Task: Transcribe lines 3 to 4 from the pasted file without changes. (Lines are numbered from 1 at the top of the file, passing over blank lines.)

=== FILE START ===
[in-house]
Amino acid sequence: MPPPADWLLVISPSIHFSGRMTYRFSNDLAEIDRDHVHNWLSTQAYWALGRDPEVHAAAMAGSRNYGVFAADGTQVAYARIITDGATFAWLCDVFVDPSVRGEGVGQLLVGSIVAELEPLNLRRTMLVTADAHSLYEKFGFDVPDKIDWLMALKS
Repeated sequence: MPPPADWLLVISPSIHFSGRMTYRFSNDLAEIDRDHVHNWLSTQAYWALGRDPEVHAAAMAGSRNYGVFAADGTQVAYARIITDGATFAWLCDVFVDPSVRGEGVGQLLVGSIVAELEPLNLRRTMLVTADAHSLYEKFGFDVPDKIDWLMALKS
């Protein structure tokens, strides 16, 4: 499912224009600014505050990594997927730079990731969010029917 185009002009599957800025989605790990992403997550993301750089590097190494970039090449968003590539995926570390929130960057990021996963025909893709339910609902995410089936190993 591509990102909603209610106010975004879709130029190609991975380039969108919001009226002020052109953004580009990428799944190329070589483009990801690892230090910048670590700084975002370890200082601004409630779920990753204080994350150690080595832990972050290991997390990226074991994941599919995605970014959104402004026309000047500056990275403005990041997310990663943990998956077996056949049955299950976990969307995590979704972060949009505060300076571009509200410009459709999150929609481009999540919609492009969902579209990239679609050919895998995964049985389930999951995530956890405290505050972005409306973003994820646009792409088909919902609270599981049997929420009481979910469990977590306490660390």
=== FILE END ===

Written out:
Repeated sequence: MPPPADWLLVISPSIHFSGRMTYRFSNDLAEIDRDHVHNWLSTQAYWALGRDPEVHAAAMAGSRNYGVFAADGTQVAYARIITDGATFAWLCDVFVDPSVRGEGVGQLLVGSIVAELEPLNLRRTMLVTADAHSLYEKFGFDVPDKIDWLMALKS
């Protein structure tokens, strides 16, 4: 499912224009600014505050990594997927730079990731969010029917 185009002009599957800025989605790990992403997550993301750089590097190494970039090449968003590539995926570390929130960057990021996963025909893709339910609902995410089936190993 591509990102909603209610106010975004879709130029190609991975380039969108919001009226002020052109953004580009990428799944190329070589483009990801690892230090910048670590700084975002370890200082601004409630779920990753204080994350150690080595832990972050290991997390990226074991994941599919995605970014959104402004026309000047500056990275403005990041997310990663943990998956077996056949049955299950976990969307995590979704972060949009505060300076571009509200410009459709999150929609481009999540919609492009969902579209990239679609050919895998995964049985389930999951995530956890405290505050972005409306973003994820646009792409088909919902609270599981049997929420009481979910469990977590306490660390």